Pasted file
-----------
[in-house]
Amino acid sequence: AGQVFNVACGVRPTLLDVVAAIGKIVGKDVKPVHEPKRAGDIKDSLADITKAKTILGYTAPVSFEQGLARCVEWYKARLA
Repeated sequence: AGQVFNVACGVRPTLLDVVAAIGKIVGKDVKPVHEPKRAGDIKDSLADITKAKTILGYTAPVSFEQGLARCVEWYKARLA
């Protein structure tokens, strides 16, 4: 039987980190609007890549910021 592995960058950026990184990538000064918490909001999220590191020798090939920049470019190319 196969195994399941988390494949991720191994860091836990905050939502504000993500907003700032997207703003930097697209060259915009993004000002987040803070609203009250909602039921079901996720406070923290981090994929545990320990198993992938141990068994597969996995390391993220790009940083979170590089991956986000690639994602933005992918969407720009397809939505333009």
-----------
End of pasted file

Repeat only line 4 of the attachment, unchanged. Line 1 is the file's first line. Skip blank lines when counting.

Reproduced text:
């Protein structure tokens, strides 16, 4: 039987980190609007890549910021 592995960058950026990184990538000064918490909001999220590191020798090939920049470019190319 196969195994399941988390494949991720191994860091836990905050939502504000993500907003700032997207703003930097697209060259915009993004000002987040803070609203009250909602039921079901996720406070923290981090994929545990320990198993992938141990068994597969996995390391993220790009940083979170590089991956986000690639994602933005992918969407720009397809939505333009």